4. Know things won't be cut-and-dry.
Even with all this planning and discussion, everything gets more complicated when it’s personal, Sloane says. In my case, if a friend told me her boyfriend had kissed a bunch of other girls—even if it was during a silly game—I would have pinned a bright red "A" on his chest faster than you can say scarlet letter. But at that point in my relationship, I felt secure enough to know I had nothing to worry about.
5. Return to the conversation.
One of the cornerstones of developing trust and security in a relationship is dealing with questions when they come up, not sweeping them under the rug, Mandel says. That means discussions about infidelity and crossed lines doesn’t stop with those initial conversations. If you or your partner feels distant or uncertain about something, address it head on.
Working Through Infidelity
In the moment, cheating feels like a soul-crushing, relationship-ending moment. You feel wronged and betrayed—and have a right to feel that way. But it doesn’t have to be the end of the road. "If we define any infidelity as a relationship terminating event, they’re all going to end," Savage says. "We should be defining it as something that happens, something that is relatively common, and something that needs to be judged on a case-by-case basis."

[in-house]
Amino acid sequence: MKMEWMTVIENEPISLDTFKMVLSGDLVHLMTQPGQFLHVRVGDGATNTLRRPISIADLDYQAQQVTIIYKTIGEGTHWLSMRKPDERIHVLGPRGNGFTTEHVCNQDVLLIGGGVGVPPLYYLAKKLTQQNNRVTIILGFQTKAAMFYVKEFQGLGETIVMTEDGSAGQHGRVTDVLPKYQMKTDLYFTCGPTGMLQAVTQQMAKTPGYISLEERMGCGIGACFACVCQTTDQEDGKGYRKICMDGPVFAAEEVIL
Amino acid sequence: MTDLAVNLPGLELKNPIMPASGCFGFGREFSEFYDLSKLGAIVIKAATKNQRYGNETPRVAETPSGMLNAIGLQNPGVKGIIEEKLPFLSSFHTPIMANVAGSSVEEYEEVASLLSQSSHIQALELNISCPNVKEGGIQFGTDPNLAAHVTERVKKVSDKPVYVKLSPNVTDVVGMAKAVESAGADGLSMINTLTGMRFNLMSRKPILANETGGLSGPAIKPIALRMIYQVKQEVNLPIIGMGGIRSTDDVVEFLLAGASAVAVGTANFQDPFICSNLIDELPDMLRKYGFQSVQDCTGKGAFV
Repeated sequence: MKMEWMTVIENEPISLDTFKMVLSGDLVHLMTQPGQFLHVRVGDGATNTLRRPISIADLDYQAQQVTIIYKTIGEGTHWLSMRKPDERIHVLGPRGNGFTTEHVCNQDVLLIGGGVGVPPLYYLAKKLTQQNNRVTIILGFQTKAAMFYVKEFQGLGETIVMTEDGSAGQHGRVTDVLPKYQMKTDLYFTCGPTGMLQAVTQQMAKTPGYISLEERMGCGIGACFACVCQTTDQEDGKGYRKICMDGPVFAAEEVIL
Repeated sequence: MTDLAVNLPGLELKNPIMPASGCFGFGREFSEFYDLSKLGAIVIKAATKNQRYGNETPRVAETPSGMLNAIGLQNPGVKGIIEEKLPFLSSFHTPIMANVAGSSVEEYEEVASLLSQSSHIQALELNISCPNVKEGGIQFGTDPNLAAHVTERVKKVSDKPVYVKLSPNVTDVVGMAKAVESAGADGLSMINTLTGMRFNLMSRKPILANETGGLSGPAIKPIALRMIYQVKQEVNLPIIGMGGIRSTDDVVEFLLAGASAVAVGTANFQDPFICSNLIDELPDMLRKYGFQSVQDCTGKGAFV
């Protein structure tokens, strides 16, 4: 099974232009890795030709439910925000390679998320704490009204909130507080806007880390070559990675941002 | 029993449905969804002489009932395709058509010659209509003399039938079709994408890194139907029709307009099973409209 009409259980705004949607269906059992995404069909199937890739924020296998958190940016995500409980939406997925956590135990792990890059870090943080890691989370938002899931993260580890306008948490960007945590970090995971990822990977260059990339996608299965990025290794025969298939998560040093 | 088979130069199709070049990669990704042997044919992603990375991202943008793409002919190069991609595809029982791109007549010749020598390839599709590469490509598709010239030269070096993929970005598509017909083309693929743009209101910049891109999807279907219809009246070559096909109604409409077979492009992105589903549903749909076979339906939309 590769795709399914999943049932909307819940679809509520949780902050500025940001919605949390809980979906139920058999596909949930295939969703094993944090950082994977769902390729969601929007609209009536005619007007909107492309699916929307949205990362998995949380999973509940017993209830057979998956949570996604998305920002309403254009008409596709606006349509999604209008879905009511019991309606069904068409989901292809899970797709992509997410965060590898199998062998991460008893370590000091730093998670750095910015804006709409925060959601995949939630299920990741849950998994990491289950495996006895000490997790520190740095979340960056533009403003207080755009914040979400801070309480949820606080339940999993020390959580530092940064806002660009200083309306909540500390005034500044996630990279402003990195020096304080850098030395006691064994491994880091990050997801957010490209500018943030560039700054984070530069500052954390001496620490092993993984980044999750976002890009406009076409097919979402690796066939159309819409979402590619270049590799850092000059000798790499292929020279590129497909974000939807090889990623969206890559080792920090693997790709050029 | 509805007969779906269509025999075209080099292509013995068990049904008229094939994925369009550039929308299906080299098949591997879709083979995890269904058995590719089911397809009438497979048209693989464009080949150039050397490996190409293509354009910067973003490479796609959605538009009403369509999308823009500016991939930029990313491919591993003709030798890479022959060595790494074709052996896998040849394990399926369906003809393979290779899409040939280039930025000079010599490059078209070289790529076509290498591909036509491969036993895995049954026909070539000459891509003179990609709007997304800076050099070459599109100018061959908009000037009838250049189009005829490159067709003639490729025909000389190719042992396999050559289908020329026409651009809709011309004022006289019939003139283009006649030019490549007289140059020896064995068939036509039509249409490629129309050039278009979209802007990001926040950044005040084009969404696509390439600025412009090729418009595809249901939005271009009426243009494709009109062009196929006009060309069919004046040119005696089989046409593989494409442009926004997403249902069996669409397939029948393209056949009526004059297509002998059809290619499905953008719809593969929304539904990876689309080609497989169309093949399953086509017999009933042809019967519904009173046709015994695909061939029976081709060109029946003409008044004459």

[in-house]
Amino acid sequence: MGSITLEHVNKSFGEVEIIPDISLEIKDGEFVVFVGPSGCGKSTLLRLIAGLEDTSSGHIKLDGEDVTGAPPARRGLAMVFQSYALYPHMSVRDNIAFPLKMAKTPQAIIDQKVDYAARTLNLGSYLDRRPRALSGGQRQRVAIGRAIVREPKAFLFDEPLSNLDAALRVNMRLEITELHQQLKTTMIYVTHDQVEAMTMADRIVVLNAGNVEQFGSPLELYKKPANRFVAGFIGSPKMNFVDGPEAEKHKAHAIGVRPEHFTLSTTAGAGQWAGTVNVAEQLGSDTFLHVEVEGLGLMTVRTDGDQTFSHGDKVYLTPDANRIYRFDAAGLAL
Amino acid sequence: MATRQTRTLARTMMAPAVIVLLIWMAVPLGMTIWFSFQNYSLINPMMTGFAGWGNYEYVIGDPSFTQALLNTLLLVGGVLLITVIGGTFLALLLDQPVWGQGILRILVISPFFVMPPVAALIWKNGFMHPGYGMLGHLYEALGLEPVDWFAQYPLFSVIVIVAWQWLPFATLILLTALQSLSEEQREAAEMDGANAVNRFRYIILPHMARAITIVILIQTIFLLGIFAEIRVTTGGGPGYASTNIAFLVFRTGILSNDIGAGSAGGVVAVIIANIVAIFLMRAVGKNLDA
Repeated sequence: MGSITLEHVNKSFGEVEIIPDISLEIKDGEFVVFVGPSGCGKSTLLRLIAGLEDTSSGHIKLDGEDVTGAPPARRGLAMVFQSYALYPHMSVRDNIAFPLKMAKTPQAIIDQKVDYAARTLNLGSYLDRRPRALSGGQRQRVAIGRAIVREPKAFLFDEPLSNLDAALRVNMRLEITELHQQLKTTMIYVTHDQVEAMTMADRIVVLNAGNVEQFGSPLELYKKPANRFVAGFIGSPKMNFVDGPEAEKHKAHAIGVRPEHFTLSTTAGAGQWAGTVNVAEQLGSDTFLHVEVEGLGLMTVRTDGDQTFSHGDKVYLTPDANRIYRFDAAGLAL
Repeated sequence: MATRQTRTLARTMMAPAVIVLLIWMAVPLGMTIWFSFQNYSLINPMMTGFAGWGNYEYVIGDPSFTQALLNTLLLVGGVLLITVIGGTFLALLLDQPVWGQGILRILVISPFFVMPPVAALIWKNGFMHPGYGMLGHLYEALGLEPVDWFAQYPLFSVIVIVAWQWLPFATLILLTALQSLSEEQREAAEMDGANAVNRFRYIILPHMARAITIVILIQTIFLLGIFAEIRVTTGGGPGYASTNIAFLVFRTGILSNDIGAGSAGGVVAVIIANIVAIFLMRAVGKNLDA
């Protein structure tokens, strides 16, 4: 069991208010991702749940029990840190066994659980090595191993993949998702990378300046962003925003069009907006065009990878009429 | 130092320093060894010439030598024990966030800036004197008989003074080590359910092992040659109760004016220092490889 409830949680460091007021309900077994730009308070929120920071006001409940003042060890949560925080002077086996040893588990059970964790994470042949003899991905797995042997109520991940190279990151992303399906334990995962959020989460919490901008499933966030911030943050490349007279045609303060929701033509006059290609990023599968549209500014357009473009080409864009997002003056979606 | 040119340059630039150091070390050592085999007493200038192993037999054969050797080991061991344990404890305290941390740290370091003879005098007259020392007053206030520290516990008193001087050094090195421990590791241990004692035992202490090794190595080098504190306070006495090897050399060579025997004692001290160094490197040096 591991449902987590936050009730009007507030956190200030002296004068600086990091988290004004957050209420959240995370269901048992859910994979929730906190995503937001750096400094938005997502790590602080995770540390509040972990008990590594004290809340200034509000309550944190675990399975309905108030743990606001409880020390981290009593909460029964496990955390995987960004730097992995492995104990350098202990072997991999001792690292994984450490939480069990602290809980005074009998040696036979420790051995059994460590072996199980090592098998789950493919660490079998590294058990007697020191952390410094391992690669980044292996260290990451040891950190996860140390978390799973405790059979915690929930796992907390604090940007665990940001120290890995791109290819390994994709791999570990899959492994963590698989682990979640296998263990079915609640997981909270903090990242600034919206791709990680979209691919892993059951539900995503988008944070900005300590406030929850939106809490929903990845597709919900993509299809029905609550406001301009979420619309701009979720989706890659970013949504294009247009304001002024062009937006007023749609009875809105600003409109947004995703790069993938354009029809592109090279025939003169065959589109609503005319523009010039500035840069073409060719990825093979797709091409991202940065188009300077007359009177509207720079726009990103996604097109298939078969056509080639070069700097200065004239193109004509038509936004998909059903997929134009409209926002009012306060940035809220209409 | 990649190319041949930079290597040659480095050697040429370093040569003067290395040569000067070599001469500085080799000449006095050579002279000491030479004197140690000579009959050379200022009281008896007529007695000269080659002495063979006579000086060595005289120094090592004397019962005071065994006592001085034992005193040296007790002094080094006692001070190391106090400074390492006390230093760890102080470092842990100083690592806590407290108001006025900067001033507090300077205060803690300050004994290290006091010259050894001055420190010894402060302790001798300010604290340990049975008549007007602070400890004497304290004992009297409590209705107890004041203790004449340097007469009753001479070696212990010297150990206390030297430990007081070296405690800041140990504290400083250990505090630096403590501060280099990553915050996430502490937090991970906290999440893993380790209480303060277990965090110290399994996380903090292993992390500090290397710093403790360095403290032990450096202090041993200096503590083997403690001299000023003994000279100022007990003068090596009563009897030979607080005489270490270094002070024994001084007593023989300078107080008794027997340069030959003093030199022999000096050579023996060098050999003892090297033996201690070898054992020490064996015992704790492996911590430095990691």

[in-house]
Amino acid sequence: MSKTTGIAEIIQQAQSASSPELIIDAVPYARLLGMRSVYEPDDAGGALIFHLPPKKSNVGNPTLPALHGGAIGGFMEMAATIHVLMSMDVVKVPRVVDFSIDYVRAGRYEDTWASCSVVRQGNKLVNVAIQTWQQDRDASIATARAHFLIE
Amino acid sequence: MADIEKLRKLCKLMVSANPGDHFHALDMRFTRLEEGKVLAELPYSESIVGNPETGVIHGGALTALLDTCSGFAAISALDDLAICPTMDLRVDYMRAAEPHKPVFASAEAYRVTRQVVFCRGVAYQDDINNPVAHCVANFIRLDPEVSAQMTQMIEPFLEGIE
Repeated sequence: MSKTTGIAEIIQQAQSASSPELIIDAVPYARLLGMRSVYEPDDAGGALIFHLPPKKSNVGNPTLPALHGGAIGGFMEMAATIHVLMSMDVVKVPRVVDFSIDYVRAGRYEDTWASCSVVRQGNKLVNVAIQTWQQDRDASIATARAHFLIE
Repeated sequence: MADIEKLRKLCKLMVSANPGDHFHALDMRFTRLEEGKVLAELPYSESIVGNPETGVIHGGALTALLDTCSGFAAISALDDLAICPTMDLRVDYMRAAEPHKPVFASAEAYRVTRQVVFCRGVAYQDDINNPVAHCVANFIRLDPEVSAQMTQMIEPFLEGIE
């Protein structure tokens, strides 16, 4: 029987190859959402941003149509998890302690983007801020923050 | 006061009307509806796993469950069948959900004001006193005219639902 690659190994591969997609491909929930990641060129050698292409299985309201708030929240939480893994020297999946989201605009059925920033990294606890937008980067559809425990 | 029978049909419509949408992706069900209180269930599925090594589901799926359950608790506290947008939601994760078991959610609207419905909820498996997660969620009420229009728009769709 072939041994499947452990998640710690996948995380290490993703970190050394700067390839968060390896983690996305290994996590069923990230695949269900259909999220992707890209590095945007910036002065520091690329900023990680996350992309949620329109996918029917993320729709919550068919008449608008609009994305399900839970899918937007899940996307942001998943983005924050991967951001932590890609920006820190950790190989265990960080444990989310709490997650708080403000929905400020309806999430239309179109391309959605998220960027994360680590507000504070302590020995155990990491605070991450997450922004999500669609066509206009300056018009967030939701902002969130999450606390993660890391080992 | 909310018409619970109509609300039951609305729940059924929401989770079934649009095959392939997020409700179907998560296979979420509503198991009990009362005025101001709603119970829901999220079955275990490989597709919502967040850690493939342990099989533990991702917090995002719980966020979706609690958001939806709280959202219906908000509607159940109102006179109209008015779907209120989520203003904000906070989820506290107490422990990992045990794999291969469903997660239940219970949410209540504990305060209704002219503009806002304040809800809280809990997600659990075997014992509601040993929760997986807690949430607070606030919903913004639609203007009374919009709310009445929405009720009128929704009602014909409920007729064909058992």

Can we agree before it happens, if it happens, that we will value the relationship enough to work through it?
Savage advises couples combating cheating to view their relationship as a set of scales. On one side, you have the years you've spent together, the love you bear for each other, and the life you've built. On the other side, you place the betrayal. Which weighs more? For Savage, a relationship with honest communication and commitment is worth more than an indiscretion. "Can we agree before it happens, if it happens, that we will value the relationship enough to work through it?" he asks. "Our default setting will not be, ‘This is the end.’ Our default setting will be, ‘This might be the end, but it doesn’t have to be.’”
When it comes to having the conversation about cheating, no one can tell you what’s right or wrong for your relationship, says Hendrix, who urges her clients to practice some serious empathy. “Trust can only be built through trustworthy actions over time,” she says.
At the end of the day, the lines are blurry, and it's about discovering what you're comfortable with. My boyfriend and I had to explore that together as we each figured out the things that didn't bother us and those that made our skin crawl. Ultimately, Spin-The-Bottle-Gate proved to be a good thing, and for a time, it brought us closer. Whether it stems from boredom, a need for validation, the urge to feel desired again, or plain old "brain addling horniness," as Savage puts it, cheating is a reality, and one that demands a conversation.